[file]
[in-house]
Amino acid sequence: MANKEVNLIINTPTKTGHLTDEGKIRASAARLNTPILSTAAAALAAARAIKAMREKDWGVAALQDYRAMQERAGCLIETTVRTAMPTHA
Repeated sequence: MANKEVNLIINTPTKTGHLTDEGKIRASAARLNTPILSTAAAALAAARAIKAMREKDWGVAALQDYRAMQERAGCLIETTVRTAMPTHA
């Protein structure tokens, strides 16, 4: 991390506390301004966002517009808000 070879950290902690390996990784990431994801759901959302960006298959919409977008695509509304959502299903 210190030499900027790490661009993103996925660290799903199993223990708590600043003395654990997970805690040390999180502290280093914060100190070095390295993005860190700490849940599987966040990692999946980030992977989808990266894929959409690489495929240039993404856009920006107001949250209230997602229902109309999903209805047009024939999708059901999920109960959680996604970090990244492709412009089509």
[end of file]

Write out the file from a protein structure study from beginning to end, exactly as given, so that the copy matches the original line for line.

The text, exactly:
[in-house]
Amino acid sequence: MANKEVNLIINTPTKTGHLTDEGKIRASAARLNTPILSTAAAALAAARAIKAMREKDWGVAALQDYRAMQERAGCLIETTVRTAMPTHA
Repeated sequence: MANKEVNLIINTPTKTGHLTDEGKIRASAARLNTPILSTAAAALAAARAIKAMREKDWGVAALQDYRAMQERAGCLIETTVRTAMPTHA
């Protein structure tokens, strides 16, 4: 991390506390301004966002517009808000 070879950290902690390996990784990431994801759901959302960006298959919409977008695509509304959502299903 210190030499900027790490661009993103996925660290799903199993223990708590600043003395654990997970805690040390999180502290280093914060100190070095390295993005860190700490849940599987966040990692999946980030992977989808990266894929959409690489495929240039993404856009920006107001949250209230997602229902109309999903209805047009024939999708059901999920109960959680996604970090990244492709412009089509």